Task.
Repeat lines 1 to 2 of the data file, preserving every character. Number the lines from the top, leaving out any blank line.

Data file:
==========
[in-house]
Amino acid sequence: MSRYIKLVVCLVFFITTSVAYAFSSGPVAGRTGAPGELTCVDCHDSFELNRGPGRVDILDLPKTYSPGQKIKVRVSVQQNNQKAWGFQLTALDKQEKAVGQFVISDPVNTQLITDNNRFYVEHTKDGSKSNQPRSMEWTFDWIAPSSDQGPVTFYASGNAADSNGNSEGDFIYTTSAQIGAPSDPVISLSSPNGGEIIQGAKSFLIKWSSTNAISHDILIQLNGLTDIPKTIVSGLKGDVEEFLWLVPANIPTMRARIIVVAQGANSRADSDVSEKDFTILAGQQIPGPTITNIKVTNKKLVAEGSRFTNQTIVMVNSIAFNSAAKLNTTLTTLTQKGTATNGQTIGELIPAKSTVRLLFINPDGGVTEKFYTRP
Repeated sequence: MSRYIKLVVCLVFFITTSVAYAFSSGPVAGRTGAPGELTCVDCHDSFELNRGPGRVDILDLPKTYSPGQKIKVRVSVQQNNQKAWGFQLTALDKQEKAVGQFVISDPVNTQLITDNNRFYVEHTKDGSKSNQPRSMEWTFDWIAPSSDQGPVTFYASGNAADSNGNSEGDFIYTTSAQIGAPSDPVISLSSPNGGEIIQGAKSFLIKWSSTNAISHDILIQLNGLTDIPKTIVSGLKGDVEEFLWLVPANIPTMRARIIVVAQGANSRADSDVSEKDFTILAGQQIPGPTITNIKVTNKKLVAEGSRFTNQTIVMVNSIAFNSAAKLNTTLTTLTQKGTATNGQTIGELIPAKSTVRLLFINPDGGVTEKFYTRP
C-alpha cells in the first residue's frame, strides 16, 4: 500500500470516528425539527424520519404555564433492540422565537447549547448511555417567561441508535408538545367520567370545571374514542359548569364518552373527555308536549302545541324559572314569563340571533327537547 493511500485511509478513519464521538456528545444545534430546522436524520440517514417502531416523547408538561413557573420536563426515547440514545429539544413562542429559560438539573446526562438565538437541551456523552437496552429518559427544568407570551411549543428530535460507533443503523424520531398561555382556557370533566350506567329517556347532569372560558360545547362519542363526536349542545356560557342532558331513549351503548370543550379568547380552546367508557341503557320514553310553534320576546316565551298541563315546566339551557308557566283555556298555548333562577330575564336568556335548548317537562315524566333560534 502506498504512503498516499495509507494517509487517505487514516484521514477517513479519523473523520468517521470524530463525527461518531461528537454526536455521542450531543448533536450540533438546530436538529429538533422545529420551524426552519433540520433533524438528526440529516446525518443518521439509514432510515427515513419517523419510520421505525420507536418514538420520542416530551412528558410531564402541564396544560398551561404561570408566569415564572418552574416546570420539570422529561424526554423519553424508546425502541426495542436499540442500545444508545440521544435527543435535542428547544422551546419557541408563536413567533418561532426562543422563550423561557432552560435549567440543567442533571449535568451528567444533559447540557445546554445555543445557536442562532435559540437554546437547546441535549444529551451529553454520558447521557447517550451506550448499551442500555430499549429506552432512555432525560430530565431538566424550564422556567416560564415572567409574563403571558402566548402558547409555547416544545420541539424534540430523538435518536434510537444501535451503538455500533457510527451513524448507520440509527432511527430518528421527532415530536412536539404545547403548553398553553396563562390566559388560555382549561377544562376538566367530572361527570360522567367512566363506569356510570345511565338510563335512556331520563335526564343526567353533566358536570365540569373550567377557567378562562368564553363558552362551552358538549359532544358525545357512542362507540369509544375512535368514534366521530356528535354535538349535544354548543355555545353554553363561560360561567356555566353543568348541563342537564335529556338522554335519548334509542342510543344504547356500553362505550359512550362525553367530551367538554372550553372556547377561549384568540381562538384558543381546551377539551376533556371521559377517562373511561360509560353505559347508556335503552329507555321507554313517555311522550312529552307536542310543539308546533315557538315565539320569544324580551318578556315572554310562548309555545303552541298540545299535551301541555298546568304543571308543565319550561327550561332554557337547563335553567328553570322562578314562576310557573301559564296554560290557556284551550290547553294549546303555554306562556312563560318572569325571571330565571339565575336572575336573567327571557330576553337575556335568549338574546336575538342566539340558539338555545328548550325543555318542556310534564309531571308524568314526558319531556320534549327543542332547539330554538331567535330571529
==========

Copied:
[in-house]
Amino acid sequence: MSRYIKLVVCLVFFITTSVAYAFSSGPVAGRTGAPGELTCVDCHDSFELNRGPGRVDILDLPKTYSPGQKIKVRVSVQQNNQKAWGFQLTALDKQEKAVGQFVISDPVNTQLITDNNRFYVEHTKDGSKSNQPRSMEWTFDWIAPSSDQGPVTFYASGNAADSNGNSEGDFIYTTSAQIGAPSDPVISLSSPNGGEIIQGAKSFLIKWSSTNAISHDILIQLNGLTDIPKTIVSGLKGDVEEFLWLVPANIPTMRARIIVVAQGANSRADSDVSEKDFTILAGQQIPGPTITNIKVTNKKLVAEGSRFTNQTIVMVNSIAFNSAAKLNTTLTTLTQKGTATNGQTIGELIPAKSTVRLLFINPDGGVTEKFYTRP